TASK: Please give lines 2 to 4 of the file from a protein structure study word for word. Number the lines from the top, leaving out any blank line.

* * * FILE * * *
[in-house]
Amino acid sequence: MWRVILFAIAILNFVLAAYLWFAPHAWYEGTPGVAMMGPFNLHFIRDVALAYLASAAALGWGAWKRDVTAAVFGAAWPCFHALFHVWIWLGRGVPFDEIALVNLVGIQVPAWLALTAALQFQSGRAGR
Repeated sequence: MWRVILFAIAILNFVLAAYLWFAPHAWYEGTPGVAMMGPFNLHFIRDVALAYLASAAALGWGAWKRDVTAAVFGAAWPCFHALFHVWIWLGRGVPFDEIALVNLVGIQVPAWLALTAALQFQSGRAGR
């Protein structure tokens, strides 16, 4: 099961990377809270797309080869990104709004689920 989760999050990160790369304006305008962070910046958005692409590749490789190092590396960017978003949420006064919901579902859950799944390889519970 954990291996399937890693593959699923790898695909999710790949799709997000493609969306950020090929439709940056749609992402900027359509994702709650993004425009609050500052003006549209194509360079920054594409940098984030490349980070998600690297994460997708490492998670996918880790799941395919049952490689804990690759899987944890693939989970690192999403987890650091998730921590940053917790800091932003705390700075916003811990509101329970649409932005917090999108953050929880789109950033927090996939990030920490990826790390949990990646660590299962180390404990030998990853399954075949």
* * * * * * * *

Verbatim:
Amino acid sequence: MWRVILFAIAILNFVLAAYLWFAPHAWYEGTPGVAMMGPFNLHFIRDVALAYLASAAALGWGAWKRDVTAAVFGAAWPCFHALFHVWIWLGRGVPFDEIALVNLVGIQVPAWLALTAALQFQSGRAGR
Repeated sequence: MWRVILFAIAILNFVLAAYLWFAPHAWYEGTPGVAMMGPFNLHFIRDVALAYLASAAALGWGAWKRDVTAAVFGAAWPCFHALFHVWIWLGRGVPFDEIALVNLVGIQVPAWLALTAALQFQSGRAGR
């Protein structure tokens, strides 16, 4: 099961990377809270797309080869990104709004689920 989760999050990160790369304006305008962070910046958005692409590749490789190092590396960017978003949420006064919901579902859950799944390889519970 954990291996399937890693593959699923790898695909999710790949799709997000493609969306950020090929439709940056749609992402900027359509994702709650993004425009609050500052003006549209194509360079920054594409940098984030490349980070998600690297994460997708490492998670996918880790799941395919049952490689804990690759899987944890693939989970690192999403987890650091998730921590940053917790800091932003705390700075916003811990509101329970649409932005917090999108953050929880789109950033927090996939990030920490990826790390949990990646660590299962180390404990030998990853399954075949």